NAIROBI, Jan. 13 (Xinhua) -- The UN World Food Program (WFP) on Monday launched a three-month operation to scale up humanitarian assistance to South Sudanese affected by the crisis.
The WFP's East and Central Africa Regional Director Valerie Guarnieri said the 57.8 million U.S. dollars aid will be provided to about 400,000 IDPs, including specialized nutritional support for new mothers and young children who are most at risk from a disruption in their food supply.
"But while we and our partners are reaching more people every day, we still face difficulties accessing some areas, and the looting of food and other assets from a number of our compounds and warehouses around the country, most recently in Bentiu on Thursday, greatly complicates our relief efforts," Guarnieri said in a statement.
The humanitarian situation in South Sudan has deteriorated rapidly since fighting broke out in mid-December, causing not only the loss of life and displacement, but also disrupting agricultural development and humanitarian activities crucial to the survival and future livelihoods of millions.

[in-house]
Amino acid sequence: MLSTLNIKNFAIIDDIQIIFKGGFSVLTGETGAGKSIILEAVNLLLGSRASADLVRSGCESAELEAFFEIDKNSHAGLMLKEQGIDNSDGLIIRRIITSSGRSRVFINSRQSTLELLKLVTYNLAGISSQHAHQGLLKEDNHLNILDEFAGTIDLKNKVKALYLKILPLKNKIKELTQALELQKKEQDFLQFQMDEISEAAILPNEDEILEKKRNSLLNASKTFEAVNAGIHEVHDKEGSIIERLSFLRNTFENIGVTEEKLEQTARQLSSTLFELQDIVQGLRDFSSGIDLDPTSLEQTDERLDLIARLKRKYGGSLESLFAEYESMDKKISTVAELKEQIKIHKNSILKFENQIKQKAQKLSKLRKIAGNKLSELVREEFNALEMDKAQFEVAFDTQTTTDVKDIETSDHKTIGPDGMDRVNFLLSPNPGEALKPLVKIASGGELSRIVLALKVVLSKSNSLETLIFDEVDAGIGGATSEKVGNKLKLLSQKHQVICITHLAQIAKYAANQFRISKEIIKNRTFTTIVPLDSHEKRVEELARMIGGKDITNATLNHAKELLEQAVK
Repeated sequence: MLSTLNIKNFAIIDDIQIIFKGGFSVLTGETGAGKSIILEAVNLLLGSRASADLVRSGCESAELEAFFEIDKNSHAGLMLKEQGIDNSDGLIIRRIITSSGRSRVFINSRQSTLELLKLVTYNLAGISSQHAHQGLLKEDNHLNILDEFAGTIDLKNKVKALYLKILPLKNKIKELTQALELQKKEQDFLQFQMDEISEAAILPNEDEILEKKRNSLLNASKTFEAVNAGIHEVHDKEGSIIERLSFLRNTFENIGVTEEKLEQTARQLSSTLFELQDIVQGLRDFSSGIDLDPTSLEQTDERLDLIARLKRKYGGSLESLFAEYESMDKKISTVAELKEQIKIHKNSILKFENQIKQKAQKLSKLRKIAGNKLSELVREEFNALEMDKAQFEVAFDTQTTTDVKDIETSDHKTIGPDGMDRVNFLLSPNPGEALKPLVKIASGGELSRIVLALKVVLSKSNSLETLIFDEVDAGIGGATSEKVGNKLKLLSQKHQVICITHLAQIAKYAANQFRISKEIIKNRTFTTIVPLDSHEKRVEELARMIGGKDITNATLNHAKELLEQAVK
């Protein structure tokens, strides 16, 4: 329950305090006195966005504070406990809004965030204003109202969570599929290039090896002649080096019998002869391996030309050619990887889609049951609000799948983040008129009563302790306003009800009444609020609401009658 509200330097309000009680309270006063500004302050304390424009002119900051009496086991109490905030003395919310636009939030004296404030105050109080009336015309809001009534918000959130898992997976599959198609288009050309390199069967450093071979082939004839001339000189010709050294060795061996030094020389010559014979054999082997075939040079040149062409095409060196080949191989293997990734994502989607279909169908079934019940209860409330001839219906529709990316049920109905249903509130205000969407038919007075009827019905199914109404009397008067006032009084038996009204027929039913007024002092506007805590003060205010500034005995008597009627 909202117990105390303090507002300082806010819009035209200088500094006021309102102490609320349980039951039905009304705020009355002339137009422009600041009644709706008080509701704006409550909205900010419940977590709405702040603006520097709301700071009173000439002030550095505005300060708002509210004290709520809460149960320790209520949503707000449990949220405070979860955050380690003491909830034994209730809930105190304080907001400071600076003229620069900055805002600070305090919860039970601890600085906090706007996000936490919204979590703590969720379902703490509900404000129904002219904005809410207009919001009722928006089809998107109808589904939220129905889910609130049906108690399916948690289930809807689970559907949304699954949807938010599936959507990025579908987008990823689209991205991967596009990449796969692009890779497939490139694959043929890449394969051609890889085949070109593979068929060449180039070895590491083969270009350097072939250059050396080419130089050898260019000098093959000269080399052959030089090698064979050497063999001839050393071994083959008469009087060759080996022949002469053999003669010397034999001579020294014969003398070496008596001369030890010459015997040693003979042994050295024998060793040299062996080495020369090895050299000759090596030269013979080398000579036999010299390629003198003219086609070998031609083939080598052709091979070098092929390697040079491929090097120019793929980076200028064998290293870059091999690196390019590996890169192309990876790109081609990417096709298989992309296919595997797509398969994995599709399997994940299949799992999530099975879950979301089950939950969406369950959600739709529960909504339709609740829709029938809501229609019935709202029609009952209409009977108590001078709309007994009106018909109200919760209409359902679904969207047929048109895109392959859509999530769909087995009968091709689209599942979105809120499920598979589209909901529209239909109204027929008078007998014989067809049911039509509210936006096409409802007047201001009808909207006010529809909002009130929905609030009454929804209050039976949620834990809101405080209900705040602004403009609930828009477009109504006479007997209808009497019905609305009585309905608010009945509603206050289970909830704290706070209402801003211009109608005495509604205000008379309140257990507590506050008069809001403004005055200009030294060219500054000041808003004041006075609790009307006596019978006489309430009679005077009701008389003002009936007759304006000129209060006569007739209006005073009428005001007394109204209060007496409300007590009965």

According to UN, the impacts on diversified livelihoods in four of South Sudan's 10 states are generating an alarming risk of food insecurity and malnutrition.
The crisis in the world's youngest country has forced over 200, 000 people to flee their homes in search of safety, when many parts of the country should be the harvest season.
The UN food agency has expressed fears that the impact on food security will be significant for some time even if the political negotiations are successful.
Food insecurity was a major challenge for South Sudan even before the conflict, and unrest has disrupted commercial supplies to local markets in much of the country.
Guarnieri said WFP staff have mobilized quickly to provide immediate relief to people seeking safety across South Sudan's borders.
"But all of our refugee assistance programs in the region were already facing severe funding shortfalls before this crisis, and a new influx of refugees will strain their resources even further," Guarnieri said.
The agency also condemned looting of humanitarian supplies, saying its food stocks which pre-positioned at nearly 100 sites around the country to facilitate the relief effort are also at risk.
"So far WFP estimates that 10 percent of its food in the country has been looted -- enough to feed some 180,000 people for a month," it said.
WFP Deputy Country Director Eddie Rowe called on all parties to protect civilians and safeguard humanitarian assets -- such as food stocks – so that they can be used to provide critical relief, especially for women and children, affected by the violence.
"We join our partners in urgently appealing to both sides to allow access for humanitarian agencies to safely provide assistance to those in need."
The WFP is also assisting tens of thousands of refugees who have fled across South Sudan's borders into neighboring countries, including Uganda, Ethiopia and Kenya.